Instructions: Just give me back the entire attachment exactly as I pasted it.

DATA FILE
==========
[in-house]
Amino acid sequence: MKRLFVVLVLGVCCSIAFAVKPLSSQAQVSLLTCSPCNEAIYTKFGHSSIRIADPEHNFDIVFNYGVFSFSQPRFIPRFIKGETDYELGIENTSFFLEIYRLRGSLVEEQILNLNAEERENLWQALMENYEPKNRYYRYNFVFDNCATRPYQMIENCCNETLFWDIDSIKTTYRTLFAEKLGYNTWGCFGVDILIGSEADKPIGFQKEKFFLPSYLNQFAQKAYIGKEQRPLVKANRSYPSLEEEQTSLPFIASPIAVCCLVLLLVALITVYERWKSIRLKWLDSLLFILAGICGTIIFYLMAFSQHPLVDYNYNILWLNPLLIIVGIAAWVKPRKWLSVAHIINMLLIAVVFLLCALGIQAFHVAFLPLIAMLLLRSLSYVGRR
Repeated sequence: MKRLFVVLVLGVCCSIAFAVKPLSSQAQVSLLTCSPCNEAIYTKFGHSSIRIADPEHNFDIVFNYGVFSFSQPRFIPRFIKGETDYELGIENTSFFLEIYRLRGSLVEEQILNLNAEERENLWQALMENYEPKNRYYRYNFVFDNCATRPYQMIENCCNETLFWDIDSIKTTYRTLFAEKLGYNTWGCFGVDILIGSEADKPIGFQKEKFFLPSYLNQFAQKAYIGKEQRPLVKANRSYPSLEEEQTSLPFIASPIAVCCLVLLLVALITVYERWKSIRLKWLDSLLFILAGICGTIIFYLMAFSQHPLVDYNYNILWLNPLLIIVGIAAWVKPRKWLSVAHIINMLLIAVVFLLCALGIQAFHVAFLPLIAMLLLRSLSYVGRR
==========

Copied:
[in-house]
Amino acid sequence: MKRLFVVLVLGVCCSIAFAVKPLSSQAQVSLLTCSPCNEAIYTKFGHSSIRIADPEHNFDIVFNYGVFSFSQPRFIPRFIKGETDYELGIENTSFFLEIYRLRGSLVEEQILNLNAEERENLWQALMENYEPKNRYYRYNFVFDNCATRPYQMIENCCNETLFWDIDSIKTTYRTLFAEKLGYNTWGCFGVDILIGSEADKPIGFQKEKFFLPSYLNQFAQKAYIGKEQRPLVKANRSYPSLEEEQTSLPFIASPIAVCCLVLLLVALITVYERWKSIRLKWLDSLLFILAGICGTIIFYLMAFSQHPLVDYNYNILWLNPLLIIVGIAAWVKPRKWLSVAHIINMLLIAVVFLLCALGIQAFHVAFLPLIAMLLLRSLSYVGRR
Repeated sequence: MKRLFVVLVLGVCCSIAFAVKPLSSQAQVSLLTCSPCNEAIYTKFGHSSIRIADPEHNFDIVFNYGVFSFSQPRFIPRFIKGETDYELGIENTSFFLEIYRLRGSLVEEQILNLNAEERENLWQALMENYEPKNRYYRYNFVFDNCATRPYQMIENCCNETLFWDIDSIKTTYRTLFAEKLGYNTWGCFGVDILIGSEADKPIGFQKEKFFLPSYLNQFAQKAYIGKEQRPLVKANRSYPSLEEEQTSLPFIASPIAVCCLVLLLVALITVYERWKSIRLKWLDSLLFILAGICGTIIFYLMAFSQHPLVDYNYNILWLNPLLIIVGIAAWVKPRKWLSVAHIINMLLIAVVFLLCALGIQAFHVAFLPLIAMLLLRSLSYVGRR